Agreed they need a group a mix of males and females is best. Rainbows do breed very easily however mine have never shown any aggression to any other fish apart from rainbows. Mine spawn and completely ignore their tankmates eating their eggs. I have two males and 4 females only aggression is chasing between the males. The eggs don't stand much of any chance in a community tank while they are easy to spawn they are not that easy to raise since fry are very very tiny and usually require specialized foods.
They are very peaceful community fish IMO though they are very active. Also of importance is they are very very food driven fish, they are not food aggressive but they can out compete more docile/shy/slower fish at feeding time. So make sure all fish are getting food and in a 55 gallon best option is to spread food out lenght of the tank. They are actually more likely to show aggression to other fish when kept alone. They are naturally social fish which forms a hierarchy in a group, without the group or with too small of one the fish may try to do this with other species outside the norm. There are always dominant fish in a group of rainbows, typical rainbow behavior always involves daily fin flaring and some dancing between mature fish to maintain their social order mostly amongst males. They rarely ever cause physical harm or go beyond posturing unless a fish tries to move up in 'status' or an established group is enlarged. In both cases there can be outbreaks of heightened aggression usually between specific fish until they figure out who exactly is boss after which aggression goes down. So do be surprised if you see some of this when you add more rainbows.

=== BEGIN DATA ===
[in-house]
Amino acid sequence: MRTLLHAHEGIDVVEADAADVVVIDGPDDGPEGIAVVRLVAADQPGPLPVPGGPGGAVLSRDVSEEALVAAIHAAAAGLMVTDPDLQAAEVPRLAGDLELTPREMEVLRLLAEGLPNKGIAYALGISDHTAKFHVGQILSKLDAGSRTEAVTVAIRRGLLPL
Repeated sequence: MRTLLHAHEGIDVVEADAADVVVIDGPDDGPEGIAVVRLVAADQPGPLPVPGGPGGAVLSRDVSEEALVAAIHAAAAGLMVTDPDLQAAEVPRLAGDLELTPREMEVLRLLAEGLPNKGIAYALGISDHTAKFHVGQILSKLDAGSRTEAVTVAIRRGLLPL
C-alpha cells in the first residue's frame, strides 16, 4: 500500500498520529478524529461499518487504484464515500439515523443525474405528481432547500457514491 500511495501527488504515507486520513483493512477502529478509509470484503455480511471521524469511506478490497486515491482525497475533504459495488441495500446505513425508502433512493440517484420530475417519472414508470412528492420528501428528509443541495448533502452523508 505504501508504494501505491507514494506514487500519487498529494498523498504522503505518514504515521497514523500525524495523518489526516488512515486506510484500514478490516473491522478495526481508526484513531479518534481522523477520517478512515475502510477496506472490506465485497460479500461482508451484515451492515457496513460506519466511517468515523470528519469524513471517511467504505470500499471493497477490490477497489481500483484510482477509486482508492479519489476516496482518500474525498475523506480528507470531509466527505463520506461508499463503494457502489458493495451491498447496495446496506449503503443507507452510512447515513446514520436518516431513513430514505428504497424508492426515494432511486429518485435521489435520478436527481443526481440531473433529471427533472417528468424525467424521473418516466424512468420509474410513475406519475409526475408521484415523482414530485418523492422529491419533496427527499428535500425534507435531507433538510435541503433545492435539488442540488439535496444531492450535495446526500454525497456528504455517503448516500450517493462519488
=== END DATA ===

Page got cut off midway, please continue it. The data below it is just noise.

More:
Far as your fish being a male or female, sexing rainbows is challenging and from the photos I can't tell. Males are usually more common then females in stores but this varies from species to species. Some species have very drab females and are easy to sex while others don't. I have never kept turquoise rainbows in particular. The best way to sex the larger rainbow species is to spend a good 15 minuets watching them in a shop tank especially if looking for females. All the Melanotaenia species (far as I know) follow the rule that a females first dorsal fin will not overlap the second one. This in my experience is the most accurate way to sex them but its also not easy to determine in a store tank. Going by color alone is tricky as these fish can change color extremely depending on mood and usually stay very pale in shop tanks. This
link shows a very good picture of a female turquoise.